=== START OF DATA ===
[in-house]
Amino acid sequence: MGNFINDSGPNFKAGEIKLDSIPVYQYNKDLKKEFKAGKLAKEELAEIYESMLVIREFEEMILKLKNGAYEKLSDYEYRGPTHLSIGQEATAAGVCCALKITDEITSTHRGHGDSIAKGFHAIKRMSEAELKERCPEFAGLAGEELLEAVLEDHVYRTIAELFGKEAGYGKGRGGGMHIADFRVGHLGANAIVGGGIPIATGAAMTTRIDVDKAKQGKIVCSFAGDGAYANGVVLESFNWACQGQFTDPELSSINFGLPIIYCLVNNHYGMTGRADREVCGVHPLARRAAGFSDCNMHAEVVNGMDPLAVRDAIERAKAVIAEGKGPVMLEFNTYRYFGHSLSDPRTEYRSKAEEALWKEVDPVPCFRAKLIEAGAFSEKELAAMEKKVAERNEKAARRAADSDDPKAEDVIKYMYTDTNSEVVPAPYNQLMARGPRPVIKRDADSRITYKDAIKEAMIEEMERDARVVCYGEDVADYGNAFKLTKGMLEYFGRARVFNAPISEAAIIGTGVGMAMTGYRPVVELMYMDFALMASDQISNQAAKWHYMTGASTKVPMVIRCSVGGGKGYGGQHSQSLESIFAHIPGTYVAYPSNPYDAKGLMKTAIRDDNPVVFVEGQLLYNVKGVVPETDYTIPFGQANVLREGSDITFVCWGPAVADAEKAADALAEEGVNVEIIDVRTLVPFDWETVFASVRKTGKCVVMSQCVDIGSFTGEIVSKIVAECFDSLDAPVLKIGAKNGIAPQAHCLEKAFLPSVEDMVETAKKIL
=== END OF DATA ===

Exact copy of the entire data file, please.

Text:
[in-house]
Amino acid sequence: MGNFINDSGPNFKAGEIKLDSIPVYQYNKDLKKEFKAGKLAKEELAEIYESMLVIREFEEMILKLKNGAYEKLSDYEYRGPTHLSIGQEATAAGVCCALKITDEITSTHRGHGDSIAKGFHAIKRMSEAELKERCPEFAGLAGEELLEAVLEDHVYRTIAELFGKEAGYGKGRGGGMHIADFRVGHLGANAIVGGGIPIATGAAMTTRIDVDKAKQGKIVCSFAGDGAYANGVVLESFNWACQGQFTDPELSSINFGLPIIYCLVNNHYGMTGRADREVCGVHPLARRAAGFSDCNMHAEVVNGMDPLAVRDAIERAKAVIAEGKGPVMLEFNTYRYFGHSLSDPRTEYRSKAEEALWKEVDPVPCFRAKLIEAGAFSEKELAAMEKKVAERNEKAARRAADSDDPKAEDVIKYMYTDTNSEVVPAPYNQLMARGPRPVIKRDADSRITYKDAIKEAMIEEMERDARVVCYGEDVADYGNAFKLTKGMLEYFGRARVFNAPISEAAIIGTGVGMAMTGYRPVVELMYMDFALMASDQISNQAAKWHYMTGASTKVPMVIRCSVGGGKGYGGQHSQSLESIFAHIPGTYVAYPSNPYDAKGLMKTAIRDDNPVVFVEGQLLYNVKGVVPETDYTIPFGQANVLREGSDITFVCWGPAVADAEKAADALAEEGVNVEIIDVRTLVPFDWETVFASVRKTGKCVVMSQCVDIGSFTGEIVSKIVAECFDSLDAPVLKIGAKNGIAPQAHCLEKAFLPSVEDMVETAKKIL